In Decolonizing Palestine, Palestinian Lutheran pastor and theologian Mitri Raheb draws a bold line connecting the settler colonialism of Western Christendom with the application of Zionism in Israel and the Palestinian territories. Unlike “classical” colonialism, which establishes colonies primarily to extract wealth, settler colonialism systematically dispossesses Indigenous peoples of their lands and resources in order to establish a new society. To this end, it employs political, legal, and ideological strategies that portray settlers as rightful inhabitants of the land and Indigenous peoples as extraneous. Indigenous resistance to this project of elimination is held up as evidence that native populations represent an imminent threat to the state’s security and must be aggressively subdued.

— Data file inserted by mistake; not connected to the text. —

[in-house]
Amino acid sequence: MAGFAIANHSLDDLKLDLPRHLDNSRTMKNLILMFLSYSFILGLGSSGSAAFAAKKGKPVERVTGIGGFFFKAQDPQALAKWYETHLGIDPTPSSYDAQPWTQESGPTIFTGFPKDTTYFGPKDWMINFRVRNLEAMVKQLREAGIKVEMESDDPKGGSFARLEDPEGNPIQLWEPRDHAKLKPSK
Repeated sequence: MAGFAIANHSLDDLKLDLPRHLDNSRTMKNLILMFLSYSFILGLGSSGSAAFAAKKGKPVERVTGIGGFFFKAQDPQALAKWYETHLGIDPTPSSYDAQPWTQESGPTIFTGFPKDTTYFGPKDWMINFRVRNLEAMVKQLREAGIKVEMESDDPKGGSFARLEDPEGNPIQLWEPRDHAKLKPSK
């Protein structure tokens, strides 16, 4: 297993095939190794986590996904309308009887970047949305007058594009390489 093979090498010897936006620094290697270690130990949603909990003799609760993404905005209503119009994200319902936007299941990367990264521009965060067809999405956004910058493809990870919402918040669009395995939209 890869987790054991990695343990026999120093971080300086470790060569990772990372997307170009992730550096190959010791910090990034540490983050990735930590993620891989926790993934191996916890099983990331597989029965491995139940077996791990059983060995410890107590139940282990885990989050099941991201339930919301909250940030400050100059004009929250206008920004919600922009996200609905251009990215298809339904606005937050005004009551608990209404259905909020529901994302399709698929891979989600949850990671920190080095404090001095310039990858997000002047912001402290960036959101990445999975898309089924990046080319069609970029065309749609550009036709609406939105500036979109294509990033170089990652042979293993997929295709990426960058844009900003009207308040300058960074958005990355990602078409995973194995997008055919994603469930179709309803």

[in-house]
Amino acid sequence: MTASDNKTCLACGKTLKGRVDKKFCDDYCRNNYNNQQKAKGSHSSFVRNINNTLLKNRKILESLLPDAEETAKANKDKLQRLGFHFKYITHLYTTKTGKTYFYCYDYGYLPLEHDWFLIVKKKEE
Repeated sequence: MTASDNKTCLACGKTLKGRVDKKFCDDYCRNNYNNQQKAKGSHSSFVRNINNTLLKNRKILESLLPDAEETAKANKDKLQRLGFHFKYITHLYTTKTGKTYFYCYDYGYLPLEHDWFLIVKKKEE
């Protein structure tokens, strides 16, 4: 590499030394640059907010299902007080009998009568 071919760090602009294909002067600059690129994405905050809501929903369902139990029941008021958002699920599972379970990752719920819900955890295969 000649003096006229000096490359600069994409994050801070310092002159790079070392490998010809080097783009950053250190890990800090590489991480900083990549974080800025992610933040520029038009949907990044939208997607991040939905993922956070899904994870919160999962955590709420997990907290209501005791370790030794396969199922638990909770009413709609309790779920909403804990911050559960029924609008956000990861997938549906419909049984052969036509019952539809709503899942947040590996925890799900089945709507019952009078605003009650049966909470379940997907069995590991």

Building on a body of scholarship that characterizes Israel as a settler colonial state, Raheb examines how the theological language that animated  Western settler colonialism has been critical to the success of Israel’s conquest and occupation of the land of Palestine. Early Zionist settlers claimed a divine right to the land by identifying themselves with biblical Israelites entering the land of Canaan, and agreement with this claim is the foundation upon which much Christian support for the state of Israel stands. Raheb asks us to consider the centuries of history this identification blurs and to situate it as part of a Western European tradition that uses colonial readings of the Bible (the Pentateuch and Joshua in particular) to justify conquest and domination. “No one should be allowed to use ‘biblical rights’ to violate human rights,” he summarily contends.